5-Chlorodeoxycytidine, a radiosensitizer effective against RIF-1 and lewis lung carcinoma, is also effective against a DMBA-induced mammary adenocarcinoma and the EMT-6 tumor in BALB/c mice

Sheldon Greer, Orlando Santos, Charles Gottlieb, James Schwade, H. Stan Marion

Research output: Contribution to journalArticle

6 Scopus citations

Abstract

5-Chlorodeoxycytidine (CldC), coadministered with modulators of pyrimidine metabolism, is an effective radiosensitizer of murine tumors. Past studies that utilized RIF-1 tumors in C3H mice and Lewis lung carcinoma (LLC) in BDF1 mice have been extended with an emphasis on using multiple cycles of drug administration followed by irradiation of LLC and the use of two additional tumor models. Four of seven cures of BDF1 mice bearing LLC were obtained with three doses of 20 Gy irradiation, in which the first and third dose were preceded by a "Standard Protocol" that includes N-(phosphonacetyl)-L-asparatic acid (PALA), 5-fluorodeoxycytidine (FdC), tetrahydrouridine, and the radiosensitizer, 5-chlorodeoxycytidine. No cures were obtained in groups of mice receiving radiation alone or drugs alone, and there were no "no takes" in untreated control groups (six mice/group). Extensive tumor inhibition, exceeding that obtained with drugs or radiation alone, was obtained with two cycles of drugs and radiation combined when a dimethybenzanthracene-induced mammary adenocarcinoma was used in BALB/c mice. With the EMT-6 tumor in BALB/c mice, doses of 10 and 20 Gy were administered 9 and 16 days after tumor implantation, each preceded with the Standard Protocol; this resulted in a tumor growth delay of 24 days. No tumor growth delay occurred with drugs or radiation alone. The omission of PALA, FdC or CIdC from the Standard Protocol resulted in loss of tumor control, which was obtained with the complete protocol. The fact that 5-chlorodeoxycytidine is an effective radiosensitizer in four rodent tumor systems is compelling evidence that it has potential as a radiosensitizer of human tumors, especially in view of its tumor selectivity and its resistance to catabolism when used with modulators of its metabolism, and in view of the high levels of the key enzymes in human tumors, which can convert 5-chlorodeoxycytidine to 5-chlorodeoxyruridine triphosphate, the proximate radiosensitizer.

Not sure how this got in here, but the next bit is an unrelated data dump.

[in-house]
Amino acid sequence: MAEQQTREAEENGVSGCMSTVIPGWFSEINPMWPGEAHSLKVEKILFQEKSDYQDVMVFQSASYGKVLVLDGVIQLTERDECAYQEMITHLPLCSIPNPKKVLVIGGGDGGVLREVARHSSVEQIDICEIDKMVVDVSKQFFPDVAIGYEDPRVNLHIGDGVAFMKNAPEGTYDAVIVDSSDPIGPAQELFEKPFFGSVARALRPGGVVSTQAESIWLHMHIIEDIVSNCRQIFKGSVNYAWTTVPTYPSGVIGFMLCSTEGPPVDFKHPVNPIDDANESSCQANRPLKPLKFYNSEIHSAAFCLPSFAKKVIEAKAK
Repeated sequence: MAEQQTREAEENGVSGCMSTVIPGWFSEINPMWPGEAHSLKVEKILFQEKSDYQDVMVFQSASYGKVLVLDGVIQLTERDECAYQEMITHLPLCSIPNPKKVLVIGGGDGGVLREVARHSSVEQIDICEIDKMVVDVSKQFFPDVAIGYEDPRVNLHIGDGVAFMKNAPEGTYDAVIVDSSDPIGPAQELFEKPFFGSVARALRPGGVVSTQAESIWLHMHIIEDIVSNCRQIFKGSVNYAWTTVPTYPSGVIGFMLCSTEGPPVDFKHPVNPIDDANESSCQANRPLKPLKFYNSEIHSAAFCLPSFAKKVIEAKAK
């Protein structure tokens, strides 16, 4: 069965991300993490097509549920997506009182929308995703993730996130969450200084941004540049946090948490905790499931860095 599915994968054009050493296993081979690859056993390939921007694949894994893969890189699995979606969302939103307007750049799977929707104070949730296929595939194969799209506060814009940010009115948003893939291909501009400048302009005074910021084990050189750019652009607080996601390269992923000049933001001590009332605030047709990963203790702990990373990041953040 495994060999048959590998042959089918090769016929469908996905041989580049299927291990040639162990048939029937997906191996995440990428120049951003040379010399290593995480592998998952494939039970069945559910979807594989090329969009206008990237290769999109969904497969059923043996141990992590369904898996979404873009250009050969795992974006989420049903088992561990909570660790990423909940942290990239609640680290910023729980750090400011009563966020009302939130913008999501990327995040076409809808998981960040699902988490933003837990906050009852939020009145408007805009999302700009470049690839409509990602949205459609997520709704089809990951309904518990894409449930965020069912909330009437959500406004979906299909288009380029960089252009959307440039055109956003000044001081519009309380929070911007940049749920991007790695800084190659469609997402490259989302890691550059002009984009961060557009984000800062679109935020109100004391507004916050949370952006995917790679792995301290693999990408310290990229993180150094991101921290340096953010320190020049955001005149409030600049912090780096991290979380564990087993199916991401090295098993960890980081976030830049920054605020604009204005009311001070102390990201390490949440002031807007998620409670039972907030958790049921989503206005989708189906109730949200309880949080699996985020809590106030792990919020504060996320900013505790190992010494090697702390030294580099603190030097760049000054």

Original languageEnglish (US)
Pages (from-to)505-510
Number of pages6
JournalInternational Journal of Radiation Oncology, Biology, Physics
Volume22
Issue number3
DOIs
StatePublished - 1992

Keywords

  • 5-Chloro-2′-deoxycytidine
  • 5-fluorodeoxycytidine
  • EMT-6 tumor
  • Lewis lung carcinoma
  • N-(phosphonacetyl)-L-aspartic acid (PALA)
  • Tetrahydrouridine

ASJC Scopus subject areas

  • Oncology
  • Radiology Nuclear Medicine and imaging
  • Radiation

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